“It would not be extravagant to describe Ms Ting’s pursuit of [the tenant] into the offices of Child, Youth & Family as ‘stalking’,” said the adjudicator. “Ms Ting has consistently displayed highly unusual behaviour in the course of giving her evidence and in her demeanour in the tribunal. For a mature adult, she has shown remarkably little control of her impulses, continually interrupting and attempting to dominate the proceedings. The behaviour reached the point where, after warnings which she did not heed, I excluded her from the hearing for 20 minutes.”
The adjudicator said Ting’s behaviour corroborated the tenants’ allegations. “I therefore find the facts, bizarre as they may be, are as alleged.”
Metro has examined more than 30 tribunal findings involving Ting, including four which found she had not lodged the tenants’ bonds with the government’s Bond Centre, as required by law.
In another finding, involving the tenant who was harassed, the adjudicator did not accept as genuine the tradesmen’s invoices Ting produced to prove repairs had been done on a property. “Ms Ting’s documents do not look convincing at first glance, and the closer one looks, the less convincing they become.”
Ting had yelled at her, phoned her at all hours, threatened her, fondled her breast and interrupted a Child, Youth and Family meeting.
The adjudicator found the invoices were handwritten on forms obtainable from a stationer, dates had been altered, and the writing in two, purporting to be from different companies, was the same.
Two invoices, also purporting to be from separate firms, had serial numbers only two numbers apart.
The adjudicator said the issues were raised with Ting, who had “no explanations to offer”. Intriguingly, a title search shows this property was once owned by Lau.
Lau said he sold it in 2004 to Ting’s sister and they had never met at that stage.
Lau and Ting have even gone to the tribunal to insist that the tenants on the properties sold in the mortgagee auctions must pay them rent under the lease deal — and have tried to evict those who’ve transferred their payments to the rightful owners. They’ve lost here, as Lau has lost in court.
Says one tribunal order: “The entire circumstance of the purported creation and existence of the lease and sublease smacks of sharp practice on the part of the mortgagor acting in collusion with his/her nominee in a last-ditch attempt to thwart the mortgagee and/or subsequent purchasers of the property for valuable consideration with an unregistered lease.”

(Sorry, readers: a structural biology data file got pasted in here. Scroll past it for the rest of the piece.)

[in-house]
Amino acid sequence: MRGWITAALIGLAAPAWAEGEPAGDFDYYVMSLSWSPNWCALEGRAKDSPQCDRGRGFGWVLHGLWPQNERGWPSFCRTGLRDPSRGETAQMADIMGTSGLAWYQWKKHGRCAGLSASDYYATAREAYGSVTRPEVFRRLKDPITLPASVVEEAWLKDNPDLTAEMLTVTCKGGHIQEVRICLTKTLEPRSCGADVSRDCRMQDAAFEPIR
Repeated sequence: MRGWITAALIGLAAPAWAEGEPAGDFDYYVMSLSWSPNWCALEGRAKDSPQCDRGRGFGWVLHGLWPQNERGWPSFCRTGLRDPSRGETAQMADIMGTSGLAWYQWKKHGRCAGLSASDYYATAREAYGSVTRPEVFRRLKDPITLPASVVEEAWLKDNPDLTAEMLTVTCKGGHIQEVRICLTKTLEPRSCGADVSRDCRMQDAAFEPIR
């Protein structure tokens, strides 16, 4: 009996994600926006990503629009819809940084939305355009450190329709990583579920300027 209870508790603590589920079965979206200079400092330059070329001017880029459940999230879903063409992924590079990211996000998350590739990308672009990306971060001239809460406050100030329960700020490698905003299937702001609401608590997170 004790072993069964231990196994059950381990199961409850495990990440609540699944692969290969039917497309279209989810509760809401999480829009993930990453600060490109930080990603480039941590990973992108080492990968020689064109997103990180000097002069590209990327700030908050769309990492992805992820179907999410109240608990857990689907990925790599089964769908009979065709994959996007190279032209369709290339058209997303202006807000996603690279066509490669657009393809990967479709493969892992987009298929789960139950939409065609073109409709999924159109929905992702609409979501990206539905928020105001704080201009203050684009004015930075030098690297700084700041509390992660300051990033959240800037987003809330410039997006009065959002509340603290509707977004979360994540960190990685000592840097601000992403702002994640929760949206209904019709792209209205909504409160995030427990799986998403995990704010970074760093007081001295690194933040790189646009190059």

One of the few home buyers who agreed to talk to Metro — others declined to speak on the record for fear of retribution — is Mark Robertson, who bought a Lau-tenanted house in Redcrest Ave, Red Hill, in a mortgagee sale in December.
He says Lau did everything to try to put him off the deal, including producing a master builder’s report estimating that the property needed $44,000 worth of work. His mother, who was originally financing the purchase, says she was seriously scared by the report. Her son, however, who formerly owned a building company, wasn’t so easily convinced, and put the repair bill at around $5000.
When Metro rang the number given for the builder in the report, Augustine Lau answered the phone. He later said he’d helped the builder on a number of projects in the past — Lau says he’s done part of an engineering degree — and the builder gave him the phone. The builder did not respond to a message left at his office.
Robertson and his mother had to go to the Tenancy Tribunal to support their tenants, whom Lau was trying to evict, and to claim back their rent.
He says from 2009 to 2011, he was able to get the banks to consent to releasing the mortgages on the properties he on-sold before the settlement date.
They weren’t consenting to releases on most of the properties she managed, but he didn’t know why. It might be that the banks stopped agreeing when they realised how many such deals were coming through. Or, as Lau argues, they figured that in an improving market they’d make more money in a mortgagee auction than he was offering.
The lending banks and their solicitors wouldn’t talk to us about the Lau court cases. This year, they’ve been in court numerous times on matters related to him: to lift caveats, seek bankruptcy orders against one of Lau’s clients — his Malaysian-based aunt — or to strike out his counter-claims. There have even been hearings over Lau using his power of attorney to argue his investors’ case. After initially giving him latitude to appear, judges have now lost patience and told him his investors must get a lawyer.
In the early 2000s, Lau had power of attorney for a group of Asian investors who wanted to buy properties here and, he says, to then gain residency. Lau bought about 40-50 properties for the group and borrowed $20 million from banks including ANZ, ASB and Westpac.